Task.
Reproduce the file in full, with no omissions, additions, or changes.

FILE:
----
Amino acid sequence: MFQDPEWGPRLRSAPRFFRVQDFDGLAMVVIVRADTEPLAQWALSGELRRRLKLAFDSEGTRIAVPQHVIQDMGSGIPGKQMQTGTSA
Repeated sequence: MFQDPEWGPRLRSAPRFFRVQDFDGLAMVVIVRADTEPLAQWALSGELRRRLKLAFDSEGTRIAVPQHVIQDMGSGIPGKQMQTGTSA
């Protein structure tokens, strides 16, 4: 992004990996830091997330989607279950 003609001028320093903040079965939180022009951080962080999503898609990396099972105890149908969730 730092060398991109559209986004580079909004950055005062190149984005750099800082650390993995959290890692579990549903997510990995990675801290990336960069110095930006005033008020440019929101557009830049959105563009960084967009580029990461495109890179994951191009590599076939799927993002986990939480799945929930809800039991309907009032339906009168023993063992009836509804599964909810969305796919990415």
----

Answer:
Amino acid sequence: MFQDPEWGPRLRSAPRFFRVQDFDGLAMVVIVRADTEPLAQWALSGELRRRLKLAFDSEGTRIAVPQHVIQDMGSGIPGKQMQTGTSA
Repeated sequence: MFQDPEWGPRLRSAPRFFRVQDFDGLAMVVIVRADTEPLAQWALSGELRRRLKLAFDSEGTRIAVPQHVIQDMGSGIPGKQMQTGTSA
């Protein structure tokens, strides 16, 4: 992004990996830091997330989607279950 003609001028320093903040079965939180022009951080962080999503898609990396099972105890149908969730 730092060398991109559209986004580079909004950055005062190149984005750099800082650390993995959290890692579990549903997510990995990675801290990336960069110095930006005033008020440019929101557009830049959105563009960084967009580029990461495109890179994951191009590599076939799927993002986990939480799945929930809800039991309907009032339906009168023993063992009836509804599964909810969305796919990415």